O’Connor says she has encouraged many people over the years to join organisations as NEDs because the experience you gain is invaluable. ‘A few years back, I topped up my own board experience by doing a course at Harvard focusing on women in corporate boards,’ she says. ‘We ended up forming a global network where we speak once a week and share experiences and challenges. I feel you need to build a bit of a network, because it can be a lonely role.’
She also believes that as an NED you are no longer a manager in the same way as in an executive role: ‘To get the balance right, you need to have a good overview and the appropriate knowledge or training.
‘Boards are looking at their skillsets for their future and in terms of succession planning. They understand it is key to being fit for purpose in the years ahead.’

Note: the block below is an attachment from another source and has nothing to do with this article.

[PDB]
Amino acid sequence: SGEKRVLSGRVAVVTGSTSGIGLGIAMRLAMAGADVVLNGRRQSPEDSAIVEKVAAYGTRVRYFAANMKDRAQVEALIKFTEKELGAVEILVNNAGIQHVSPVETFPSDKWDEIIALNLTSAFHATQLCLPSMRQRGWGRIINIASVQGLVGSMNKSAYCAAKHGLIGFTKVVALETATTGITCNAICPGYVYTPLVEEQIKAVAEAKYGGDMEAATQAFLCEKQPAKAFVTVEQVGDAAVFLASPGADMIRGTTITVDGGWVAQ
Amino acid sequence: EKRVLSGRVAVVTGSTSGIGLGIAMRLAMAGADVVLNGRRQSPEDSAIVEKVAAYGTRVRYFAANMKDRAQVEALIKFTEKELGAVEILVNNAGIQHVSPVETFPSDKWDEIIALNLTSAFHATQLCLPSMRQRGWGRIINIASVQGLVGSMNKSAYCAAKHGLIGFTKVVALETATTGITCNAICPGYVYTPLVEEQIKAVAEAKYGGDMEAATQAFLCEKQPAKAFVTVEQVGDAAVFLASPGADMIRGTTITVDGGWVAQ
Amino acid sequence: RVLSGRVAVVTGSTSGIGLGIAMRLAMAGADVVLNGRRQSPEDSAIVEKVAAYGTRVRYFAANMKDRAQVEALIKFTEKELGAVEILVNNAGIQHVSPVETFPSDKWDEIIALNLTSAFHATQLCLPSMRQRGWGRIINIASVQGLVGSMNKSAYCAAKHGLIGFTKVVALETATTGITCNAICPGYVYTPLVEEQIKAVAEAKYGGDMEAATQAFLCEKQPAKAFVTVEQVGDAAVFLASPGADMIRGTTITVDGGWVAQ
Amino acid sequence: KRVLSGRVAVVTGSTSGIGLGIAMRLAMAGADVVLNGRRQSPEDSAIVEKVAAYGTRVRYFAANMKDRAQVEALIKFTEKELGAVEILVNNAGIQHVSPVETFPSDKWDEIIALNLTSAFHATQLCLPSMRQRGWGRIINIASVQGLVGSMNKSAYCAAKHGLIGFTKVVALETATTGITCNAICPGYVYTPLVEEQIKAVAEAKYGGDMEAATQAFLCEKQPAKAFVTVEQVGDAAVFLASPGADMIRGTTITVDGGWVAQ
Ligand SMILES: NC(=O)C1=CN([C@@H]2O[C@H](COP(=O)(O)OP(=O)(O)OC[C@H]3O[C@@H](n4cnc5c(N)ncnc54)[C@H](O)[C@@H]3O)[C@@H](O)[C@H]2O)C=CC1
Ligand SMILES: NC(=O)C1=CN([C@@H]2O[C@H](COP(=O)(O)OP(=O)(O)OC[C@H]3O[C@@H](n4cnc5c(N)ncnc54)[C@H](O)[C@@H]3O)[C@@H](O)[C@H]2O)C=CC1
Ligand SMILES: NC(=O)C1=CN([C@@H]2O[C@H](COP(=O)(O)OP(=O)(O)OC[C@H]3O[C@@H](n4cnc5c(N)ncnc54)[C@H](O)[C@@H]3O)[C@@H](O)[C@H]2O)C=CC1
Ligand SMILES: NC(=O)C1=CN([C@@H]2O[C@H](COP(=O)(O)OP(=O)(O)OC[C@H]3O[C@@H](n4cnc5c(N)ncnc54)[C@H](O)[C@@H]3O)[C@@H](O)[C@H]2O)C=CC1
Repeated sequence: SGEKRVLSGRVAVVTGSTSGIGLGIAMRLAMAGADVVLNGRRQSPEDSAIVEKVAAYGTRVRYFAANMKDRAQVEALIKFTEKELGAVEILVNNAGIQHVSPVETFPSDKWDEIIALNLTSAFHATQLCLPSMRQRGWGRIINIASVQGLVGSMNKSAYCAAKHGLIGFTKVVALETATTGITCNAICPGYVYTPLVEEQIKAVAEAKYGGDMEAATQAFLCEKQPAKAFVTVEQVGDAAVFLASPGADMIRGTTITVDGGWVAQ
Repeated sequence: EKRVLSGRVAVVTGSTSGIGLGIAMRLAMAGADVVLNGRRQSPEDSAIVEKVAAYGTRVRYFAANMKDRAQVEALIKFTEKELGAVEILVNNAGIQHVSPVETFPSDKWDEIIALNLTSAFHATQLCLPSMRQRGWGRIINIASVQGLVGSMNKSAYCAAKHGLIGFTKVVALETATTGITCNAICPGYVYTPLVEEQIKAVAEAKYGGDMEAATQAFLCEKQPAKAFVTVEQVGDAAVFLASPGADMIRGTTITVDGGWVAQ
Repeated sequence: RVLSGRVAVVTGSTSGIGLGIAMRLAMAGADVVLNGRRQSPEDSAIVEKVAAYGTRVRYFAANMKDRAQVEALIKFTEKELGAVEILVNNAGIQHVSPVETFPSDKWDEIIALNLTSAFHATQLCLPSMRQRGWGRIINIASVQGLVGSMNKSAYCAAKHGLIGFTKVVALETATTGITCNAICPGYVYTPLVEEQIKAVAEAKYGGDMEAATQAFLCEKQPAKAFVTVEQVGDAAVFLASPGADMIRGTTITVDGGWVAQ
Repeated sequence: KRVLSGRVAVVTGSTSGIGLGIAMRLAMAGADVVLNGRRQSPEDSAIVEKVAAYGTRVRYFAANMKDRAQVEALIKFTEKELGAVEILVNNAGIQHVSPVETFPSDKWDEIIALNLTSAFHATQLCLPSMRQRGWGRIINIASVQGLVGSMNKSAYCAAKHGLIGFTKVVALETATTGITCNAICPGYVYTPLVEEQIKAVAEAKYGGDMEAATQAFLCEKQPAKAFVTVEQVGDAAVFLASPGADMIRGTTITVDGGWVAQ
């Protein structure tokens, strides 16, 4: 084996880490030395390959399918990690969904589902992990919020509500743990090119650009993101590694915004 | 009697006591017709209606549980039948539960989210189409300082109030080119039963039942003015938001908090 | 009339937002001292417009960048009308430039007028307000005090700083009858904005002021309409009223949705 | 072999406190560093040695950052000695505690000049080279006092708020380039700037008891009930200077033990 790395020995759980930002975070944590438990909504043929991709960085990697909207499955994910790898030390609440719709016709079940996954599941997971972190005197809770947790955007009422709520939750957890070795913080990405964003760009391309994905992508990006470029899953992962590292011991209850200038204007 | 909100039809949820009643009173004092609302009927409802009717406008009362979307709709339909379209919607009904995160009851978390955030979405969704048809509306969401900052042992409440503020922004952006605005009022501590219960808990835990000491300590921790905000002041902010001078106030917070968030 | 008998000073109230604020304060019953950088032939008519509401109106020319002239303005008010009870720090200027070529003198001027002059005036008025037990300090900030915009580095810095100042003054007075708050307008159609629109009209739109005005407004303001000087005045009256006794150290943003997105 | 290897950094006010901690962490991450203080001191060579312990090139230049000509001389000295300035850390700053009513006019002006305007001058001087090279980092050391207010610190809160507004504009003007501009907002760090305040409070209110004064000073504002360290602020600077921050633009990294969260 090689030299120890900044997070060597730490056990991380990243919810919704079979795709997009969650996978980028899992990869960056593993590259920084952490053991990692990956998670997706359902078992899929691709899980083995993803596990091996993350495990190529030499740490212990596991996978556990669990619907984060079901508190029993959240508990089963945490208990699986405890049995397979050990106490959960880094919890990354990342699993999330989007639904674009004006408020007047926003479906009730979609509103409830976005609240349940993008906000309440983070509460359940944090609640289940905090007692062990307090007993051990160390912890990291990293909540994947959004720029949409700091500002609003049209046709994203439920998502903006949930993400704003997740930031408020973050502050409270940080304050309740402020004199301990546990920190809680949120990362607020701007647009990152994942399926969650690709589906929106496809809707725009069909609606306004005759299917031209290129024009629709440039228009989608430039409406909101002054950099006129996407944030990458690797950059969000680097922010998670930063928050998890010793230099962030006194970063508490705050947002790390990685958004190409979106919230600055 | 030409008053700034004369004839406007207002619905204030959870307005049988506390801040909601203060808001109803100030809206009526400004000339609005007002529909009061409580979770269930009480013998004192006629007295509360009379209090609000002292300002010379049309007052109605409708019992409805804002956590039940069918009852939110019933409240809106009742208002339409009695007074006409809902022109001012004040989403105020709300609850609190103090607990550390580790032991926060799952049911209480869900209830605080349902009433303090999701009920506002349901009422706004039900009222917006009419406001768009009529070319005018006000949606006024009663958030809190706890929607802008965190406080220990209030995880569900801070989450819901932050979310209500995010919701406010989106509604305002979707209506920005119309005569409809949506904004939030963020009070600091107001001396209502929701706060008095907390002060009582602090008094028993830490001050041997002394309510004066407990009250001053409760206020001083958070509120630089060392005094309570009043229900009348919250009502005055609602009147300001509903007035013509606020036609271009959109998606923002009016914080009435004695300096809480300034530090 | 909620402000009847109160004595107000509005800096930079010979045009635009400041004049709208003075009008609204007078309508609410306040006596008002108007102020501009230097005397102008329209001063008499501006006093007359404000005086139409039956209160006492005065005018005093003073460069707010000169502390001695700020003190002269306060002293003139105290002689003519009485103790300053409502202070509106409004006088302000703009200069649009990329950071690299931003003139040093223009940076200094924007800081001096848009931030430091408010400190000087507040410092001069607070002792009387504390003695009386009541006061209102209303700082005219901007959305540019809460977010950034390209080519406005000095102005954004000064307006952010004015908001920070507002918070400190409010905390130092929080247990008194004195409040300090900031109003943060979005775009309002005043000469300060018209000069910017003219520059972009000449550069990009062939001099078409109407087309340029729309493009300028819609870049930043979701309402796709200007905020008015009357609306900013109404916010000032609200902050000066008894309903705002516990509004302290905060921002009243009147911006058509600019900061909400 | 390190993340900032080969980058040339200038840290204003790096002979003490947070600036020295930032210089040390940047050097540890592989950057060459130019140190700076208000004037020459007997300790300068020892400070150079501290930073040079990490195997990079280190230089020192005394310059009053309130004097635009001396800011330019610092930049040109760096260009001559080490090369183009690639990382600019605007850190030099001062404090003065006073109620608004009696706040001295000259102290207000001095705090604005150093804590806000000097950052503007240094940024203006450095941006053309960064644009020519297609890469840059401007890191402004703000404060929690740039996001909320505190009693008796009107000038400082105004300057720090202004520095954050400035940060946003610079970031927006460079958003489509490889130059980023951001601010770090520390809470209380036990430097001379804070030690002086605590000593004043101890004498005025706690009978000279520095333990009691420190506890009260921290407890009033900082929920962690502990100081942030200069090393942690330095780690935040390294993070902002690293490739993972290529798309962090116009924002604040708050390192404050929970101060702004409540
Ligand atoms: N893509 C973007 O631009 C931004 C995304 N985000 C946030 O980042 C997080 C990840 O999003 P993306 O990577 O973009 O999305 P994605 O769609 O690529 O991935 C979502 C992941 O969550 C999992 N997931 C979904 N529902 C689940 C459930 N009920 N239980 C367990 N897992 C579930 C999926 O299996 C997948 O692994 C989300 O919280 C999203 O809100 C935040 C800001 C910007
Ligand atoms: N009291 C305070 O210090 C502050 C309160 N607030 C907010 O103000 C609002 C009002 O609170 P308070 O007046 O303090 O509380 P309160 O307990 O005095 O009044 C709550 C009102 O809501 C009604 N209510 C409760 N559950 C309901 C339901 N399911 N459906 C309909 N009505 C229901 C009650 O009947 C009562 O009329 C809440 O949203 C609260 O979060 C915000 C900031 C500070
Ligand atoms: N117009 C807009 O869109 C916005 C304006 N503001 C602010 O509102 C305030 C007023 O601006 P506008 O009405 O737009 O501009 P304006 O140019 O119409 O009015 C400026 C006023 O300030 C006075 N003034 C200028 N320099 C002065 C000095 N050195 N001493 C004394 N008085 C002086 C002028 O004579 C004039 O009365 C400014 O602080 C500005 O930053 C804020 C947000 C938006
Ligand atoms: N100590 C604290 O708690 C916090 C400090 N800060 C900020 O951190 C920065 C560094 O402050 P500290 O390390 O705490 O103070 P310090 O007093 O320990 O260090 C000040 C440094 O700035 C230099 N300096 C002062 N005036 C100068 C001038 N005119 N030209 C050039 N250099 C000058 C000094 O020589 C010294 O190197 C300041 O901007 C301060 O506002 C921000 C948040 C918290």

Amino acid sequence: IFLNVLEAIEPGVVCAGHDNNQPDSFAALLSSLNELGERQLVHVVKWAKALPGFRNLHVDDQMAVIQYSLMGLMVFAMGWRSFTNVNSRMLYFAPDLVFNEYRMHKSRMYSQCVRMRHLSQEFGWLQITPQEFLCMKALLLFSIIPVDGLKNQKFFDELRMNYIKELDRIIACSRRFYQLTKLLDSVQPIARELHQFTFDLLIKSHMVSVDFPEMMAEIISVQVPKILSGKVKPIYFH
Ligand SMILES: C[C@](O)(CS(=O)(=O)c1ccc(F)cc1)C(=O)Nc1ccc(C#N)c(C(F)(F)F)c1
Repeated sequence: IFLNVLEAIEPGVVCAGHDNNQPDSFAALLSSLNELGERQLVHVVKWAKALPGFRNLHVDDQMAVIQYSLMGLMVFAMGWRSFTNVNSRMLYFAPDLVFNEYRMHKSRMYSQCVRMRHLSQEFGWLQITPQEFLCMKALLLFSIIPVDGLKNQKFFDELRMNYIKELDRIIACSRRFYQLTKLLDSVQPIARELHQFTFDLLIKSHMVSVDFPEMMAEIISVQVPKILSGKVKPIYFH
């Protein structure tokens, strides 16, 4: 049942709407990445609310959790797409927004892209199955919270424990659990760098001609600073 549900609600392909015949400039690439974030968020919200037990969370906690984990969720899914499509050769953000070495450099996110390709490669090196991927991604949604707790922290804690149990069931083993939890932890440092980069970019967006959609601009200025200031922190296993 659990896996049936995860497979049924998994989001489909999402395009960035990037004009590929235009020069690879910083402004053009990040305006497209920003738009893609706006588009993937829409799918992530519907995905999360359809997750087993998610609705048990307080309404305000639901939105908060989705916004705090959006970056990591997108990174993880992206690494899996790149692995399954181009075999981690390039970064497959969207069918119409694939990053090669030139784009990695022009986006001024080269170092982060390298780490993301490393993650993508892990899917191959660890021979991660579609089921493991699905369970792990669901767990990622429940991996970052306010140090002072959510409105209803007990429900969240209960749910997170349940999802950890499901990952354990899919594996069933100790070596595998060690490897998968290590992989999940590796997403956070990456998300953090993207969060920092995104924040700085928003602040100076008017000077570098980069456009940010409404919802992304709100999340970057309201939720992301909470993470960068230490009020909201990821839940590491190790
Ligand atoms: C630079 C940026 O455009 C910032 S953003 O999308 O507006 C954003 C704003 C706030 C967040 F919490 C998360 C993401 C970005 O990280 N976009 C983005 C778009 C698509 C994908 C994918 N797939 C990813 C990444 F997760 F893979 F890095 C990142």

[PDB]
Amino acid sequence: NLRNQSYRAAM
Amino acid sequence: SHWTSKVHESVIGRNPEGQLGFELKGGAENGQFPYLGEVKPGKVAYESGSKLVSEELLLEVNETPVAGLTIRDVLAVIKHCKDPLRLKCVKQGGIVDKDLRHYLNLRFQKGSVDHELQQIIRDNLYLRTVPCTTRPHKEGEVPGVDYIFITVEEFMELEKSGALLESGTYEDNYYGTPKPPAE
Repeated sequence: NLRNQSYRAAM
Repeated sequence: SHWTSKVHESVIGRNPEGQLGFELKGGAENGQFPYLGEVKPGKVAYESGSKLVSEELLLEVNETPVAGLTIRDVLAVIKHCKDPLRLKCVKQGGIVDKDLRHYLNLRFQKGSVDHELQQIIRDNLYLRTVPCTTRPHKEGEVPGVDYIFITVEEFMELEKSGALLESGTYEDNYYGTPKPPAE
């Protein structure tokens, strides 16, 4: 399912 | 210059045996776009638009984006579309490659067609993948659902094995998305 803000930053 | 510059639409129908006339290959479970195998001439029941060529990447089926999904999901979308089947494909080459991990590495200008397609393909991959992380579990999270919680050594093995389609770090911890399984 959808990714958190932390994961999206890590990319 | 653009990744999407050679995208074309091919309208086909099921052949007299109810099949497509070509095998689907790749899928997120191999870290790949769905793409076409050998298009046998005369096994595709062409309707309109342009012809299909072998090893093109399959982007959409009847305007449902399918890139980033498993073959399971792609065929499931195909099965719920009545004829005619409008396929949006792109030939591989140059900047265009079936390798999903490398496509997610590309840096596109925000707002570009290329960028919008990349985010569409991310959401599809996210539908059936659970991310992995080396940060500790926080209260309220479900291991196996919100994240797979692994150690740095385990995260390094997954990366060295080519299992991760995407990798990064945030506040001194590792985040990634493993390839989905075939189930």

As head of planning and delivery, credit risk, group risk with Bank of Ireland, Imelda Buckley FCCA is also an experienced NED, and is chair of the finance, audit and risk committee of Mountaineering Ireland, and board member of the governing body of Waterford Institute of Technology.
‘The skills I bring from the ACCA Qualification, in terms of financial and management accounting, absolutely matter in my NED roles,’ she says. ‘I also lean heavily into the corporate governance, risk management and strategy elements of the Qualification. Skills I have picked up from work in terms of project management and leadership are also very valuable.
‘A NED role feels very different from the day-to-day use of your skillsets. In my experience, you have a different mindset going into these roles and the satisfaction lies in that sense of difference.
‘From a career perspective, NED roles prove you can thrive in different organisations, mix with new people, and support governance structures with differing demands. I’ve grown as an individual and my leadership skills have grown from my experiences as an NED.’
‘You have a different mindset going into these roles and the satisfaction lies in that sense of difference’
Buckley reminds us that there are also legal and regulatory obligations and responsibilities to fulfil in relation to the role. ‘Fulfilling those legal obligations to the best of your ability starts with being properly prepared and properly briefed on what’s going on,’ she says.